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Re: [TCML] Spark gap Resistance
In a message dated 11/19/2007 10:14:29 P.M. US Eastern Standard Time,
I think Chris brings up a "very" valid point! The problem is, it is
experience that drives the idea of a higher surge impedance. There's a
reason it's termed "surge" impedance. There is a difficulty at quenching
after the first notch. Those who have done this have reported in the
past (from my memory) that they had better sparks lengths on 2nd or 3rd
notch quenching as compared to 1st notch quenching.
Those experiments which obtained 1st notch quenching did so by increasing
losses by using multiple gaps. It was a bad trade off. I think the reason
it's better to let a coil quench at 2nd or 3rd notch if it "wants" to, is
most of the spark growth occurs during the first transfer. So the extra
(during a single bang)
don't do much except waste some power and steal some cap charging time.
If one forces the 1st notch quenching by using lossy gaps, then even that
important transfer is weakened. This reduces the spark length. There is
evidence that large powerful coils more easily quench on the first notch.
For example Ed Wingate's magnifier quenches on the first notch at full power.
But at low power I think it quenches on the 3rd notch. I seem to remember
that the "effective" coupling for his magnifier is about k = 0.2 maybe less.
or less the same as a classic coil. The 12 point series rotary may be
the quenching. It would be interesting to monitor the quenching using a more
typical 4 point series rotary. In any case the lower frequency of a larger
makes the notches wider, so it's easier for the ions to de-ionize during the
and let the gap quench.
Chris, several years ago, 1st notch quenching was the assumed ideal and
we tried to do that for all the reason's you stated. What was found is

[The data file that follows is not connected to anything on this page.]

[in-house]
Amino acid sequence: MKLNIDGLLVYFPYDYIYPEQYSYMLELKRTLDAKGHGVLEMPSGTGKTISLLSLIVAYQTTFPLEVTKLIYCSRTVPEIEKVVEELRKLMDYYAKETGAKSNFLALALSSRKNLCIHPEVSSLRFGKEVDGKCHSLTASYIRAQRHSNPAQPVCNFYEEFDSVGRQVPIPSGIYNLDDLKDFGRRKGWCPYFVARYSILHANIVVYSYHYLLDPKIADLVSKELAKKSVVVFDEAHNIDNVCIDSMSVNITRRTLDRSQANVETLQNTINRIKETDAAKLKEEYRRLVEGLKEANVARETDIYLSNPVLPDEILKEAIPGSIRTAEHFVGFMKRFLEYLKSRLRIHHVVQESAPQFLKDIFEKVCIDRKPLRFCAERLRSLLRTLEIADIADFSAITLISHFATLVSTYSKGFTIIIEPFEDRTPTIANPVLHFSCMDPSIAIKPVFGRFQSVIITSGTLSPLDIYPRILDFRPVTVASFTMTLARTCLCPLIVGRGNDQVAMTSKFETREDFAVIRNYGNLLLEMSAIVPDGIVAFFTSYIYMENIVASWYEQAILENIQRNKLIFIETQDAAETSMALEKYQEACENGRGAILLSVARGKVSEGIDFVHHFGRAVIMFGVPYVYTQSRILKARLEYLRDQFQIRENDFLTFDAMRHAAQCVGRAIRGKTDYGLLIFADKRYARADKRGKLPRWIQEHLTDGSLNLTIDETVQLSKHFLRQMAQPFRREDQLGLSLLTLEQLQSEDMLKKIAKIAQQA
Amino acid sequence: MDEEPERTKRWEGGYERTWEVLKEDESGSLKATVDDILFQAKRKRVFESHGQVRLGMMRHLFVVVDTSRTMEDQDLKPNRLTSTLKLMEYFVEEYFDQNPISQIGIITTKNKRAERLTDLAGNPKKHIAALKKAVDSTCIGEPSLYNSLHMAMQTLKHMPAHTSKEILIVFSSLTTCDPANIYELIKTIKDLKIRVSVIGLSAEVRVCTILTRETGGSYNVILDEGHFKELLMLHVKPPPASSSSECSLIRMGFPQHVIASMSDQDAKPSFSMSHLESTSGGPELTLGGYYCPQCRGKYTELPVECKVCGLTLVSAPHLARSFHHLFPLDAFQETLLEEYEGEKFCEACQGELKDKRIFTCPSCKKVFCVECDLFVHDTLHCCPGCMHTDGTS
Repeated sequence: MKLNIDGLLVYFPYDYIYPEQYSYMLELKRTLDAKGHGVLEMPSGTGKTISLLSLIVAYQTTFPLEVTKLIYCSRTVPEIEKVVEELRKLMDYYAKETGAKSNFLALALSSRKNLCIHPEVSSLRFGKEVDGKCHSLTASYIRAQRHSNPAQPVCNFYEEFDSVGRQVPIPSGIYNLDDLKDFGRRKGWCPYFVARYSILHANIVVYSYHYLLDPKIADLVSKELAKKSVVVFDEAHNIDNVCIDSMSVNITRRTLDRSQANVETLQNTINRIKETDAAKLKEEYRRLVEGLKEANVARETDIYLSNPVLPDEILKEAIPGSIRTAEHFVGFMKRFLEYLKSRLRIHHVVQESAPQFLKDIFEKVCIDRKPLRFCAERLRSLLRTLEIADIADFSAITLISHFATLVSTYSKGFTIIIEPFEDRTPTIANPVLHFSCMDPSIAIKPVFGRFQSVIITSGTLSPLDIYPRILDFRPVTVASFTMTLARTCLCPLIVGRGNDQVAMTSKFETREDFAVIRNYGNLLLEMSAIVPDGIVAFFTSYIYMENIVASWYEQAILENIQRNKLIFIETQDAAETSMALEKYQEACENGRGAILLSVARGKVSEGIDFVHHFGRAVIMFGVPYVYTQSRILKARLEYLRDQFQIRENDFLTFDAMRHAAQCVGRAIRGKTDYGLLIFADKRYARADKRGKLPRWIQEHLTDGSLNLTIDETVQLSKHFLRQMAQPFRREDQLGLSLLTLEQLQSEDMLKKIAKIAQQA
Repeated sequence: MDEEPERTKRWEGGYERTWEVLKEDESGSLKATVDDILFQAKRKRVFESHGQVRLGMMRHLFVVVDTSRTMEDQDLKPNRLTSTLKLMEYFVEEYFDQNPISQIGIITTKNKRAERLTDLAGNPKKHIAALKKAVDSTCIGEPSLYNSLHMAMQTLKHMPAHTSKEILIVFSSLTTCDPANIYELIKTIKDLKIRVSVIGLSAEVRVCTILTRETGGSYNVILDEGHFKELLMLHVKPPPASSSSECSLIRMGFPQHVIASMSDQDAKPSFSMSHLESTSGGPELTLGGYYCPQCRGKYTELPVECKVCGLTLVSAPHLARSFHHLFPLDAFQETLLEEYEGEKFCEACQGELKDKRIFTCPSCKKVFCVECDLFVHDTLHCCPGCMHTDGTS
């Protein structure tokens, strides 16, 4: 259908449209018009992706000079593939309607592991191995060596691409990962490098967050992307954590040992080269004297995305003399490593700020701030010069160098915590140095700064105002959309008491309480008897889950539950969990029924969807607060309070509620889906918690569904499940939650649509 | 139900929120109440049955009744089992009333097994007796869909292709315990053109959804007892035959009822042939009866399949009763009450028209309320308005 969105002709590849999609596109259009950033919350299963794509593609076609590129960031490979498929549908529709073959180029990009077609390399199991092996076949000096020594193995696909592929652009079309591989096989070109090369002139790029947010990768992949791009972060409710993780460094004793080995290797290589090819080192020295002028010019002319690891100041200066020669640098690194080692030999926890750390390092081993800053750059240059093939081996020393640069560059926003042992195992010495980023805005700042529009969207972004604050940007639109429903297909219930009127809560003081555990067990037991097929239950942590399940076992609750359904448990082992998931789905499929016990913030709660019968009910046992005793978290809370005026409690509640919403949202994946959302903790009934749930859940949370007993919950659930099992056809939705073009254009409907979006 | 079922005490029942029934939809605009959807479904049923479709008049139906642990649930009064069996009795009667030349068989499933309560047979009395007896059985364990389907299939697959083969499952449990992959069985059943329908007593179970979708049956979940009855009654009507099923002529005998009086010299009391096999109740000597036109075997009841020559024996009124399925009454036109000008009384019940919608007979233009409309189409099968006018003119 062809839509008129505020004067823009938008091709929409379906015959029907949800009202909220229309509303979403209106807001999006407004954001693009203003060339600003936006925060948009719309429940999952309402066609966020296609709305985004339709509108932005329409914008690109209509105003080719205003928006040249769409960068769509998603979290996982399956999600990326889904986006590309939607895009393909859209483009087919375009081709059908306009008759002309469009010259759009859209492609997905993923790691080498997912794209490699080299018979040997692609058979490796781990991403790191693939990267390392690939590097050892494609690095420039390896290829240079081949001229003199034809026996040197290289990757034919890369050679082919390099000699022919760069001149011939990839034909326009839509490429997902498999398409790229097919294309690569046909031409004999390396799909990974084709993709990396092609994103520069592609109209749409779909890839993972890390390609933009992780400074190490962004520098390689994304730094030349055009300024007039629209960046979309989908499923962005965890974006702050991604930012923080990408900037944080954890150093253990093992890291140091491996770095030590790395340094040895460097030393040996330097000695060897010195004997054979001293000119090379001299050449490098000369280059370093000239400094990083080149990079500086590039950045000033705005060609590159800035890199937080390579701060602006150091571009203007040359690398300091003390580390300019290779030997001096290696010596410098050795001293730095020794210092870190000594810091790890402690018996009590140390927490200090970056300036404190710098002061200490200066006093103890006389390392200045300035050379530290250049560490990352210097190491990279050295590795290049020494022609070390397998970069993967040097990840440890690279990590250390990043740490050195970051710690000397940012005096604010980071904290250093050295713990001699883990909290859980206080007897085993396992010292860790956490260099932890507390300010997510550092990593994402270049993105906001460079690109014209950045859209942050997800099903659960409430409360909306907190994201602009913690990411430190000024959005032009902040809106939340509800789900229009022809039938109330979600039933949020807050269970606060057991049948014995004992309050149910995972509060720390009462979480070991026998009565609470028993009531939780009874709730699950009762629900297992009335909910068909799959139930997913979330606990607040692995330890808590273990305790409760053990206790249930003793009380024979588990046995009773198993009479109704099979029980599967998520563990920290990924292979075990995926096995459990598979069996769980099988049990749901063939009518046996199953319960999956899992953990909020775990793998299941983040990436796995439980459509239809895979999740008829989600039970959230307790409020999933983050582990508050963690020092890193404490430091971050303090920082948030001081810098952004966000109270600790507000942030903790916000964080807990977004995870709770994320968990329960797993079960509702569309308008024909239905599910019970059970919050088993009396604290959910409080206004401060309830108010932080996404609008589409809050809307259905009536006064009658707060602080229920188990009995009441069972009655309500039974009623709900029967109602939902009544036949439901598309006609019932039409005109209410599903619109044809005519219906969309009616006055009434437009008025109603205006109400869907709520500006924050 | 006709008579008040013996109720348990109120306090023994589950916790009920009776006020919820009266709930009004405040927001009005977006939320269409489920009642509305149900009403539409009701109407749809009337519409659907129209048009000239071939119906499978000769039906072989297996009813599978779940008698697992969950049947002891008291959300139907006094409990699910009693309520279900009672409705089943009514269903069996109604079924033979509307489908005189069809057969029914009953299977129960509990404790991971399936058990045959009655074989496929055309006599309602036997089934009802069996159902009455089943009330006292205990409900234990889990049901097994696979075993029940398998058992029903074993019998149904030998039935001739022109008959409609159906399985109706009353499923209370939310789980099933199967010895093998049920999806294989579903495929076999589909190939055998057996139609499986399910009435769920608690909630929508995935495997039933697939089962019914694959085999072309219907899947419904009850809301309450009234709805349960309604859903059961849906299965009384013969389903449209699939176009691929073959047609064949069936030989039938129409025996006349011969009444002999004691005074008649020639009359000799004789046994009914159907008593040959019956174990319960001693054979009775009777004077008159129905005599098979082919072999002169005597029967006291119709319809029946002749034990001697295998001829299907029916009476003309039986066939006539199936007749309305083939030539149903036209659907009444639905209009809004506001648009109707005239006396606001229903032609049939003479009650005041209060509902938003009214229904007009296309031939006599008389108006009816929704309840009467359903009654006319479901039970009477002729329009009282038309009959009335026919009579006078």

that 1st notch quenching was not easy. Then, we found that when it
occurred, it wasn't "wonderful". How could that be? Well, losses of course.
Chris is trying to quench faster by using a fast rotary. That won't happen
because the quench is not controlled by the mechanical dwell time.
The spark at the gap will arc before the electrodes line up, and stretch
out if needed after the electrodes pull apart. To really stretch the spark
and force the quench would require a rotary gap construction well beyond
what anyone has tried. Generally rotaries are more for timing when the
spark occurs rather than for quenching purposes. Quenching is more
about draining the energy out of the system quickly. For the most part,
air streamers don't drain the energy that quickly, and that's the main
problem preventing a fast quench. In any case, as you said Bart, a fast
quench is not really very important. It's interesting to consider the
various DRSSTC designs and SISG coils which have lower switching
losses. They may be more efficient because of that, but the improvement
is not huge compared to a spark gap coil. This shows that the gap losses
(at least the part of the gap losses that matter) are not that large.
It's difficult to figure out and in my mind, it's still "not" figured
out. We do know that when the surge impedance is increased due to higher
inductance, we can get better spark output. But, there of course is a
limit. It is counter-intuitive to physics when all the pieces of the
puzzle are not accounted for. The only way "I" personally can explain it
is that the losses incurred during energy transfer in a single notch
arena are huge.
If the single notch quenching is "forced" by deliberately increasing the
gap losses, then yes the gap losses will be high. It's best not to do that.
It's best to accept a 2nd or 3rd notch quench, but keep the gap losses as
low as possible.
Forcing the quench in that way is really just wasting the energy in the
gap so there's mostly none left by the time the 1st notch arrives.